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Word Tests May Predict Gains for Kids With Autism

Toddlers' brain responses corresponded with later language, thinking and self-care skills

WebMD News from HealthDay

By Mary Elizabeth Dallas

HealthDay Reporter

WEDNESDAY, May 29 (HealthDay News) -- Early brain responses to words may help predict future abilities in children with autism, a new study suggests.

"We showed that a simple measure of how the brain responds to a familiar word taken at 2 years of age was a strong predictor of children's language, social and cognitive abilities ... at 6 years of age," said study co-author Geraldine Dawson, chief science officer at the advocacy group Autism Speaks.

Autism is a neurodevelopmental disorder characterized by impaired communication, difficulty with social interactions and repetitive behaviors. The U.S. Centers for Disease Control and Prevention estimates that one in 88 U.S. children has some form of autism, which can range from mild to severe.

"In this study, we were interested in understanding why some children with autism make rapid progress whereas others progress more slowly," Dawson said. "For example, many children with autism are able to develop spoken language, whereas about 20 percent to 30 percent remain minimally verbal or nonverbal.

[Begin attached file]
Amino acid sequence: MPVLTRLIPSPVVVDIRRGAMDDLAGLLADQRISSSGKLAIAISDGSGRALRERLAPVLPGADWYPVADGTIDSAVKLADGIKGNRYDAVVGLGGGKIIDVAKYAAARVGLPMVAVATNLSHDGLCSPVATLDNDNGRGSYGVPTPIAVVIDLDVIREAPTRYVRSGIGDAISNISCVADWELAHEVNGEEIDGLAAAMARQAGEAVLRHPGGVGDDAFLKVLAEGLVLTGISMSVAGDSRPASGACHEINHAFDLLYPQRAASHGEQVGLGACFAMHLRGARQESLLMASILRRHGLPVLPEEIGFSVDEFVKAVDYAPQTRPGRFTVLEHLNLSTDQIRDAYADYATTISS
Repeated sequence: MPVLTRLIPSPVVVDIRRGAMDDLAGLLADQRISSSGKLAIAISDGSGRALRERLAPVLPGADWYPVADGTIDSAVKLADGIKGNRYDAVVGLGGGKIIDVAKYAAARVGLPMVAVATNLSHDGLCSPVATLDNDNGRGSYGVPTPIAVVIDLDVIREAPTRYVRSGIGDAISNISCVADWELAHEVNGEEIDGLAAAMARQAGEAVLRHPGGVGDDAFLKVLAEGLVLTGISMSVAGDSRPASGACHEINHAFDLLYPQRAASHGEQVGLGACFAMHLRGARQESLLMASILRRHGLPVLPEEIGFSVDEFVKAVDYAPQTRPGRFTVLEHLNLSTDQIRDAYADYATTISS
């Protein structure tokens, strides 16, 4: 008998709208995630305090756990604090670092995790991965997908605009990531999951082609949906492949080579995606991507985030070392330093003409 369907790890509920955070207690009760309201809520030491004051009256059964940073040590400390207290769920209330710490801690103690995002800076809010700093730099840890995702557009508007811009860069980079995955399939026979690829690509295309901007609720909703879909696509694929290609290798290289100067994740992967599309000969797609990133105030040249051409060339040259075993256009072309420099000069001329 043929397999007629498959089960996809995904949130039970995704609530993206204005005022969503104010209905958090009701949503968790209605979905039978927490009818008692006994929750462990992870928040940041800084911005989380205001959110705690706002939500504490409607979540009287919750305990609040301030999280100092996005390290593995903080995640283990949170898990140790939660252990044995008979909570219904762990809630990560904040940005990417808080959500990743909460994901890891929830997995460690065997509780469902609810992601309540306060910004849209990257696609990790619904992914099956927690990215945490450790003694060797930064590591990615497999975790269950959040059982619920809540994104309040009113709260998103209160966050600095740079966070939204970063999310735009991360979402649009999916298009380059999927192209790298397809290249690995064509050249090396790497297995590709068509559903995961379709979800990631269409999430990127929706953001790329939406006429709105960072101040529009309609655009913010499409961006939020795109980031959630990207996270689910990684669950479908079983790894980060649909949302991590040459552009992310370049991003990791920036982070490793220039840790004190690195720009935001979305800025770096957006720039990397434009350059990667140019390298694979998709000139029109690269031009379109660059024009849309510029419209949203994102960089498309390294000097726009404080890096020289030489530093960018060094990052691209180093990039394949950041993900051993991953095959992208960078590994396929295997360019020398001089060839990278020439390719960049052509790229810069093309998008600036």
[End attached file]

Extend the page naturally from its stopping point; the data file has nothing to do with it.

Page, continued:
"Recent studies have shown that nonverbal children can be helped to develop spoken language if they are given special alternative devices -- such as an iPad or other speech-generating device -- as part of their early intervention program," Dawson added. "But we don't know how to identify which children are likely to need extra help."

The study, published May 29 in the journal PLoS ONE, involved 44 children, all of whom were 2 years old. Twenty-four had autism and 20 did not. The children were asked to listen to a mix of familiar and unfamiliar words while wearing sensors, which measured their brain responses.

The children with autism were divided into two groups based on the level of their social impairment. The brain responses of the children with autism with milder symptoms were similar to the brain responses of the children who did not have autism, the researchers found. These children had a strong response to known words in a specific area of the left side of the brain called the temporal parietal region, which is responsible for language.

This suggests that children with less severe symptoms can process words in much the same way as typically developing children, the study authors said.

Children with more severe social impairments, however, showed brain responses more broadly over the right hemisphere. The researchers said this is not usually seen in healthy children of any age.

The children's language skills, thinking abilities and social and emotional development also were assessed at age 2 and again at ages 4 and 6.

Over time and with intensive treatment, the children with autism improved on the behavioral tests, but individual gains varied widely, the researchers found. The more the autistic children's brain responses resembled those of typically developing children, the greater the improvement in their skills by age 6.

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